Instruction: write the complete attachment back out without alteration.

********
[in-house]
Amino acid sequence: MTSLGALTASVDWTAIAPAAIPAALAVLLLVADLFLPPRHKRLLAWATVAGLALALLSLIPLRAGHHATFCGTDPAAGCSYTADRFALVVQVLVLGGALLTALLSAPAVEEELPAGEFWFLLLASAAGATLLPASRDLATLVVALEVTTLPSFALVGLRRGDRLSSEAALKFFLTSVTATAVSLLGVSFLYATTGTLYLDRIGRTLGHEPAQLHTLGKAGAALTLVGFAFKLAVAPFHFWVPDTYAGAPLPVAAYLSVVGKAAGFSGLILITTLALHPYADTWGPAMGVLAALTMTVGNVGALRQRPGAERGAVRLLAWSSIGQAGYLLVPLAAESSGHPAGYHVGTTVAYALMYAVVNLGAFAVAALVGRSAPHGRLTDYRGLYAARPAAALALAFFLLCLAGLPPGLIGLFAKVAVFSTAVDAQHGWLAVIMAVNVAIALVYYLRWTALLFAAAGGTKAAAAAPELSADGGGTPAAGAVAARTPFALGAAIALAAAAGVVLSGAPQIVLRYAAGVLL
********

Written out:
[in-house]
Amino acid sequence: MTSLGALTASVDWTAIAPAAIPAALAVLLLVADLFLPPRHKRLLAWATVAGLALALLSLIPLRAGHHATFCGTDPAAGCSYTADRFALVVQVLVLGGALLTALLSAPAVEEELPAGEFWFLLLASAAGATLLPASRDLATLVVALEVTTLPSFALVGLRRGDRLSSEAALKFFLTSVTATAVSLLGVSFLYATTGTLYLDRIGRTLGHEPAQLHTLGKAGAALTLVGFAFKLAVAPFHFWVPDTYAGAPLPVAAYLSVVGKAAGFSGLILITTLALHPYADTWGPAMGVLAALTMTVGNVGALRQRPGAERGAVRLLAWSSIGQAGYLLVPLAAESSGHPAGYHVGTTVAYALMYAVVNLGAFAVAALVGRSAPHGRLTDYRGLYAARPAAALALAFFLLCLAGLPPGLIGLFAKVAVFSTAVDAQHGWLAVIMAVNVAIALVYYLRWTALLFAAAGGTKAAAAAPELSADGGGTPAAGAVAARTPFALGAAIALAAAAGVVLSGAPQIVLRYAAGVLL